The credit and debit card information of more than 110 million Target customers was stolen by hackers
The malware at the center of Target’s recent data breach affecting millions of customers was partly written in Russian, according to a report issued Thursday by US government authorities and cyber security researchers. The data was quietly moved around on Target’s network before it was sent to a US server, then to Russia.
The report, which was only distributed to organisations that are involved or may have been attacked, describes a sophisticated cyber attack operation authorities are calling Kaptoxa, a Russian word that comes from a piece of code in the malware.
Target said the breach occurred between November 27 and December 15 and resulted in the theft of names, mailing addresses, phone numbers, e-mail addresses, and debit and credit card data of people who shopped at the retailer during those dates.
Tens of thousands of people received an e-mail from Target. In an effort to temper the repercussions of its massive data breach, Target offered to give affected customers one year of free credit monitoring from Experian – valued at $191.
Malicious advertisements served via Yahoo!
Malicious advertisements served via Yahoo, reports the Fox-IT.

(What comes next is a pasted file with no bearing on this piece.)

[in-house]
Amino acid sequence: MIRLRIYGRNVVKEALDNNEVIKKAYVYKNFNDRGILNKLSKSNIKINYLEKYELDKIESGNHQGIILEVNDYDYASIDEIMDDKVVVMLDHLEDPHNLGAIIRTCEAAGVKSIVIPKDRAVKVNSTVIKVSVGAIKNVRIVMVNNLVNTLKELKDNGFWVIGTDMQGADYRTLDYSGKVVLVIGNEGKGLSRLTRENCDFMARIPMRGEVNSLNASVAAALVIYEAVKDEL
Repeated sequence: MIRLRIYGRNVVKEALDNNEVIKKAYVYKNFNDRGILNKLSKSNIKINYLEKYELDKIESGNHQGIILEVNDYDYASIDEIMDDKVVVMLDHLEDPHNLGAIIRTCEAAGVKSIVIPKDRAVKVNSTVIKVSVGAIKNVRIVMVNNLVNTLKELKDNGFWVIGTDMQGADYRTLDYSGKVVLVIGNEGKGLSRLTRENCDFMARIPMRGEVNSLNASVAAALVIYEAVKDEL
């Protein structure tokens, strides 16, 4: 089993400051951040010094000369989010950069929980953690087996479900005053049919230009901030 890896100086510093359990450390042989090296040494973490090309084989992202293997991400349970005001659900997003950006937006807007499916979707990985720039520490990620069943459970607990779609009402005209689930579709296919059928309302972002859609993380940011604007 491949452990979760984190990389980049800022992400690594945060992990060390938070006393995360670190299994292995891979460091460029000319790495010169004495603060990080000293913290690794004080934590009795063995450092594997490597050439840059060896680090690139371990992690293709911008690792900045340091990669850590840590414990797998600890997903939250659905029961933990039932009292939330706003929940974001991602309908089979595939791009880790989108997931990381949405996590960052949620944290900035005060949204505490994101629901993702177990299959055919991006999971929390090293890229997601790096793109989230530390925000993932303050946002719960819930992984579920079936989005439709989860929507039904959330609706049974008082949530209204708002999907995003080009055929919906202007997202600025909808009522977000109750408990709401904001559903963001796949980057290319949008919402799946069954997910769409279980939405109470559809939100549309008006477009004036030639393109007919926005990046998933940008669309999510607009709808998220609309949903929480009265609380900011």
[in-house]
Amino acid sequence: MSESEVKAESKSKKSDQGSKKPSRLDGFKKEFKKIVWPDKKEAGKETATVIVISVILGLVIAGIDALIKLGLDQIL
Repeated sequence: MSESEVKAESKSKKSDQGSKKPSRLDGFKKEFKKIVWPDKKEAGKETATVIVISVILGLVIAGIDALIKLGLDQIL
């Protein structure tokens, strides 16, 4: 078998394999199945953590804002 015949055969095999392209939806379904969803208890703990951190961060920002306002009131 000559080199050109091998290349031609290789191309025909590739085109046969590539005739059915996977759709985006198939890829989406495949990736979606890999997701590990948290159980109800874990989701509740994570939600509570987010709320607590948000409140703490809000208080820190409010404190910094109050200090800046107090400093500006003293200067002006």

Clients visiting yahoo.com received advertisements served by ads.yahoo.com. Some of the advertisements are malicious. Upon visiting the malicious advertisements users get redirected to a “Magnitude” exploit kit via a HTTP redirect to seemingly random sub-domains. This exploit kit exploits vulnerabilities in Java and installs a host of different malware. The countries most affected by the exploit kit are Romania, Great Brittain and France.
It is unclear which specific group is behind this attack, but the attackers are clearly financially motivated and seem to offer services to other actors. The exploit kit bears similarities to the one used in the brief infection of php.net in October 2013.
Update January 3, 1815 (GMT+1): It appears the traffic to the exploit kit has significantly decreased. It looks like Yahoo is taking steps to fix the problem.
The US National Security Agency is building a quantum computer to break the encryption that keeps messages secure, reports the Washington Post.
The NSA project came to light in documents passed to the newspaper by whistle-blower Edward Snowden.
The spying agency hopes to harness the special qualities of quantum computers to speed up its code-cracking efforts.
In room-size metal boxes secure against electromagnetic leaks, the National Security Agency is racing to build a computer that could break nearly every kind of encryption used to protect banking, medical, business and government records around the world.
According to documents provided by former NSA contractor Edward Snowden, the effort to build “a cryptologically useful quantum computer” — a machine exponentially faster than classical computers — is part of a $79.7 million research program titled “Penetrating Hard Targets.” Much of the work is hosted under classified contracts at a laboratory in College Park, Md.
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